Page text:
I have been counting the horses on my tie while listening to the debate. There are more than 500 horses on it, and that is important because 500 horses died from ragwort poisoning last year and double that number will die this year.

My hon. Friend makes a good point and demonstrates another way in which we can pass the time in the Chamber when matters proceed slowly.

We should fail in our responsibilities if we did not give the amendments due consideration. Let us consider amendment No. 6, which my hon. Friend the Member for Spelthorne (Mr. Wilshire) tabled. He lists the organisations that he would like the Minister to be required by statute to consult. As I said in an intervention, he is too hard on himself. He has secured an assurance from the Minister that the organisations will be consulted. I am sure that they will all be delighted about that. He made an error, to which he was happy to admit, in excluding the British Horse Society. As my hon. Friend the Member for Ryedale and the Minister said, that society provided much help in drafting the Bill. Horse owners and horses will benefit most from the measure.

My hon. Friend mentions errors. In the hope that it will save me a thousand e-mails, I apologise for not including the Royal Society for the Prevention of Cruelty to Animals on the list.

For reasons not connected with the Bill, I am currently keener on the British Horse Society than the RSPCA. However, my hon. Friend has done us a service in at least getting the Minister to assure us that the organisations will be consulted and he should therefore be proud of his work today through the amendment.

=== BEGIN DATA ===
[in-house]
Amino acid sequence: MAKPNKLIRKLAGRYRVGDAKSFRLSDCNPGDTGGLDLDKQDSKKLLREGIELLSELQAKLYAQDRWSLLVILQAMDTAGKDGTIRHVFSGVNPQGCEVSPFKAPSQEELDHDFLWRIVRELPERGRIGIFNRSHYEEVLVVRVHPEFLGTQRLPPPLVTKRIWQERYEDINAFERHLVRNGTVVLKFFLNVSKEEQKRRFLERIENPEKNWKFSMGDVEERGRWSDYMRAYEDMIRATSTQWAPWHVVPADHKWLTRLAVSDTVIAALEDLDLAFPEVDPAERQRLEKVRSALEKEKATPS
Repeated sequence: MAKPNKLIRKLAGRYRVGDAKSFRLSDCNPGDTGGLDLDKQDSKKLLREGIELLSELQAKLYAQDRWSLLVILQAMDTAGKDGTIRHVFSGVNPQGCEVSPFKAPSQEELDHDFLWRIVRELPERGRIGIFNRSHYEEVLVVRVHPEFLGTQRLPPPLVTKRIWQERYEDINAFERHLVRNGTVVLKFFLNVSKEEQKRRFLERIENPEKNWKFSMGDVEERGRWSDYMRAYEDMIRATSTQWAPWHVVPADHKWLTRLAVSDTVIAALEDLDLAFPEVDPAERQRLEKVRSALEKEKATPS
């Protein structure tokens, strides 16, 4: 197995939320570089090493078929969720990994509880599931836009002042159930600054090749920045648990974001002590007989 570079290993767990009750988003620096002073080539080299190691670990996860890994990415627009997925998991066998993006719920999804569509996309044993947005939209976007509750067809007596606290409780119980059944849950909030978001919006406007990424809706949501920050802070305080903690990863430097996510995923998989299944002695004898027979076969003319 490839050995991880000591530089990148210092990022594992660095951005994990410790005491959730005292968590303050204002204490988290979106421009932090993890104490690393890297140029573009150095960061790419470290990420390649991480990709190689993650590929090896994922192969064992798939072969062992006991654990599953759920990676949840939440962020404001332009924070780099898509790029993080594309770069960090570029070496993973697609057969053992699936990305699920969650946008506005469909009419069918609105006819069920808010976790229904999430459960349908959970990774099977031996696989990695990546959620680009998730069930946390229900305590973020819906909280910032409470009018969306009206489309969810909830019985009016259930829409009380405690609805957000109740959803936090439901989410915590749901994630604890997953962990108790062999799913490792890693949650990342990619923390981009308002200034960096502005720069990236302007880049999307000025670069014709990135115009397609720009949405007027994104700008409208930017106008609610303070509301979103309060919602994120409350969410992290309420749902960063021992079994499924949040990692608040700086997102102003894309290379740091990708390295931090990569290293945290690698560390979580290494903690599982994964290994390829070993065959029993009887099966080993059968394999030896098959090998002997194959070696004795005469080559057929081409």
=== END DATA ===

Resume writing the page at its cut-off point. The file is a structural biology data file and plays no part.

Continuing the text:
Amendment No. 7, which my hon. Friend the Member for Spelthorne also tabled, is excellent. It does not set an arbitrary time for reviewing the code of practice but states
"not later than five years".
That gives the Government much flexibility. Several uncertainties remain about the spread of ragwort and the best means of dealing with it. When I was preparing to speak today, I read the debate on Second Reading and learned all about the cinnabar moth and what has happened to the moth population.

Of course, we do not know how the code of practice will work once it is implemented. It would therefore be right to review it within five years to see whether it is having a significant impact on the spread of ragwort and whether it is imposing excessive regulatory burdens on local authorities and the rural economy. I know that, when my hon. Friend the Member for Ryedale introduced the Bill, he was particularly keen to minimise its regulatory impact on the countryside. Indeed, he presented the Government with a menu of options that they could discuss with him before choosing the most appropriate vehicle.